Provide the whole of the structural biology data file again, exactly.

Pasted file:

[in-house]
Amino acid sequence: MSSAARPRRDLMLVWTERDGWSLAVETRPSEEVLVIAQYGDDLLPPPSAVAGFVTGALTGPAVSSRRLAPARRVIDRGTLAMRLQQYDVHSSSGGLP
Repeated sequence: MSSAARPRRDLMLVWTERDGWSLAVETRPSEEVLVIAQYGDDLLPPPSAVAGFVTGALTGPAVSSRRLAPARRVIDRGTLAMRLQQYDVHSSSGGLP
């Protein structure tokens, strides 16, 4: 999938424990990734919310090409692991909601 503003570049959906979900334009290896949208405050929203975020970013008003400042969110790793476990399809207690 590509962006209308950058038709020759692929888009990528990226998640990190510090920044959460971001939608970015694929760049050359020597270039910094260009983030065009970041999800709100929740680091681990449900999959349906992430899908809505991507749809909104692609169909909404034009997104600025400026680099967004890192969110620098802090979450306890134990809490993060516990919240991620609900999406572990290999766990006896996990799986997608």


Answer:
[in-house]
Amino acid sequence: MSSAARPRRDLMLVWTERDGWSLAVETRPSEEVLVIAQYGDDLLPPPSAVAGFVTGALTGPAVSSRRLAPARRVIDRGTLAMRLQQYDVHSSSGGLP
Repeated sequence: MSSAARPRRDLMLVWTERDGWSLAVETRPSEEVLVIAQYGDDLLPPPSAVAGFVTGALTGPAVSSRRLAPARRVIDRGTLAMRLQQYDVHSSSGGLP
């Protein structure tokens, strides 16, 4: 999938424990990734919310090409692991909601 503003570049959906979900334009290896949208405050929203975020970013008003400042969110790793476990399809207690 590509962006209308950058038709020759692929888009990528990226998640990190510090920044959460971001939608970015694929760049050359020597270039910094260009983030065009970041999800709100929740680091681990449900999959349906992430899908809505991507749809909104692609169909909404034009997104600025400026680099967004890192969110620098802090979450306890134990809490993060516990919240991620609900999406572990290999766990006896996990799986997608």